Parties Recommend Amendments in Draft Peace Agreement -- Factions on board, elections in 2005

By: Wellington Geevon-Smith
Accra, Ghana

The Perspective
Atlanta, Georgia

August 5, 2003

Negotiating parties at the ongoing Peace Conference on Liberia in Accra, Ghana have made several recommendations to amend the ‘Draft Peace Agreement’ put forward by ECOWAS mediators. The mediators are holding consultation with individual parties for a consensus before a final document can be drawn and signed.

Article XXIV, Section2 of the draft document says “No leader of any of the warring parties i.e. the GOL, the LURD, and the MODEL, shall be the President or Vice President of the NTGL.” This provision of the mediators’ draft agreement was endorsed by ECOWAS Heads of State and Government at their recent summit held in Ghana.

Following careful review of the draft and intensive negotiations amongst the parties, it has been recommended that the political parties take the Presidency while the position of Vice President for the transitional government goes to the warring parties.

Also the negotiating parties recommend that the positions of Speaker and Deputy Speaker be occupied by representatives of the warring parties. This recommendation somehow clarifies Article XXIII, Section 5(b) of the draft, which states that “The positions of Speaker and Deputy Speaker shall be allocated to PARTIES to this Agreement through a process of negotiation.”

They further recommended that the membership of the transitional legislature be augmented from 50 as proposed by the draft document to 61. Also the mediators’ draft proposed that representation as the assembly shall include Government of Liberia, LURD, MODEL, Political Parties, Civil Society Technocrats and Counties. But the negotiating parties argue that what constitutes ‘Technocrats’ in the current Liberian political reality was not clear and they recommend that ‘Technocrats’ be dropped.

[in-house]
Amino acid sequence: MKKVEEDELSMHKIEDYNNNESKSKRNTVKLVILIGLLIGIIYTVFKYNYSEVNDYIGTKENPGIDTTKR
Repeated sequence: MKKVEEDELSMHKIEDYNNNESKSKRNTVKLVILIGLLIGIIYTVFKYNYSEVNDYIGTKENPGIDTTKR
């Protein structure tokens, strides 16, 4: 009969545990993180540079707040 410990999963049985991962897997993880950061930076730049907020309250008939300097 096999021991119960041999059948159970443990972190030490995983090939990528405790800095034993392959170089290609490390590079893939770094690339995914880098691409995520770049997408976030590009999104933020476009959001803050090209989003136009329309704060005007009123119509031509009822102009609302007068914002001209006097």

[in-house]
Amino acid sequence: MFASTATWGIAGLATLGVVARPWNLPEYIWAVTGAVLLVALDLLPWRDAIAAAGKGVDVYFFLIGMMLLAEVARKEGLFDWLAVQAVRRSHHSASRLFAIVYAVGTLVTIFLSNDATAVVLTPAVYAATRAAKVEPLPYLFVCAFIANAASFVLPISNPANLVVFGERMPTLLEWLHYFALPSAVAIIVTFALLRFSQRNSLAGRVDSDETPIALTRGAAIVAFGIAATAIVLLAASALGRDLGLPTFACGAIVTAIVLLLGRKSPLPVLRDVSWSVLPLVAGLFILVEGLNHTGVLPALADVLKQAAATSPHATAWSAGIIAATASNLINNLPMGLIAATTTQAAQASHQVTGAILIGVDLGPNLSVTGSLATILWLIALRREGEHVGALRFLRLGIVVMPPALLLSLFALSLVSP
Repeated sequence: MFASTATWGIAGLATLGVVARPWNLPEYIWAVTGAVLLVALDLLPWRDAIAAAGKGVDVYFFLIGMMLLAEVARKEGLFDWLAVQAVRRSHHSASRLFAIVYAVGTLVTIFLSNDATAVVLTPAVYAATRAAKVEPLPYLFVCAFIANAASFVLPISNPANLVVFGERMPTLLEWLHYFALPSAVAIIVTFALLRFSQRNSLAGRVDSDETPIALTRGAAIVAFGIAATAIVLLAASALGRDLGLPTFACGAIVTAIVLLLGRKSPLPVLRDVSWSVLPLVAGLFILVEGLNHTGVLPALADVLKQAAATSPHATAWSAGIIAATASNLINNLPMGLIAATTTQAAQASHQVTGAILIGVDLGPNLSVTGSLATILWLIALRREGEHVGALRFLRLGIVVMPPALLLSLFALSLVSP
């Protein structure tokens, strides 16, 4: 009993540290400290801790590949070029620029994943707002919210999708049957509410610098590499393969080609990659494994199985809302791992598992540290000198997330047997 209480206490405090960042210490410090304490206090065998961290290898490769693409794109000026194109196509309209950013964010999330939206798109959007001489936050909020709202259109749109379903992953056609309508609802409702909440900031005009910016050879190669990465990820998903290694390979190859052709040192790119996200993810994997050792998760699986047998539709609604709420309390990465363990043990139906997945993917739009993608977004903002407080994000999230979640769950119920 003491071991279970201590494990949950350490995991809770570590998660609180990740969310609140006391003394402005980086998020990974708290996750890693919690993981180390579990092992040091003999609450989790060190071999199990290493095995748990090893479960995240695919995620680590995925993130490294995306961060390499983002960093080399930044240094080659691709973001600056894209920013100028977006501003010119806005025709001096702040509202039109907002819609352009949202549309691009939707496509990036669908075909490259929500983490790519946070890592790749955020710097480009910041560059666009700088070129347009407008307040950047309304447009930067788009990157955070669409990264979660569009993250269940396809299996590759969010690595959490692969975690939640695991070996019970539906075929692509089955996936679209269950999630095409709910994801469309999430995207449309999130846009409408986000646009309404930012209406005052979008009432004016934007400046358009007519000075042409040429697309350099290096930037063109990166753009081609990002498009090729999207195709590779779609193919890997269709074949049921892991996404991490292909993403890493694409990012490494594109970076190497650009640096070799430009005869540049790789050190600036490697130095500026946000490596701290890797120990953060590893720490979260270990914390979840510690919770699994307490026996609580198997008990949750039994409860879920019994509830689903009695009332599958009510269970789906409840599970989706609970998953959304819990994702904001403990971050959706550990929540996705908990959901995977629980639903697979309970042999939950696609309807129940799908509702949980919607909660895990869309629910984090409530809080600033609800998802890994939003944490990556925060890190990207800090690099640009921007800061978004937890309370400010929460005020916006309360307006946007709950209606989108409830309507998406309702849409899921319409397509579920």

On the duration of the interim government, Article XXI of the draft says the mandate of the interim government shall expire on the third Monday of January 2005. The intent of this provision was to carry the country to election by October 2004.

But the parties said the problems facing Liberia is not the matter of election. They believe there are a lot of work to be done including resuscitating the entire system of governance in Liberia, repatriation and resettlement of refugees and internally displaced people, security, free movement, voters’ registration and elections. The negotiating parties recommend that the duration of the interim government be two years. If the recommendation is accepted, general and presidential elections would be held in October 2005.

Meanwhile, expectations are high at the conference center in Accra that the Peace Agreement, following consensus, would be signed in a couple of days.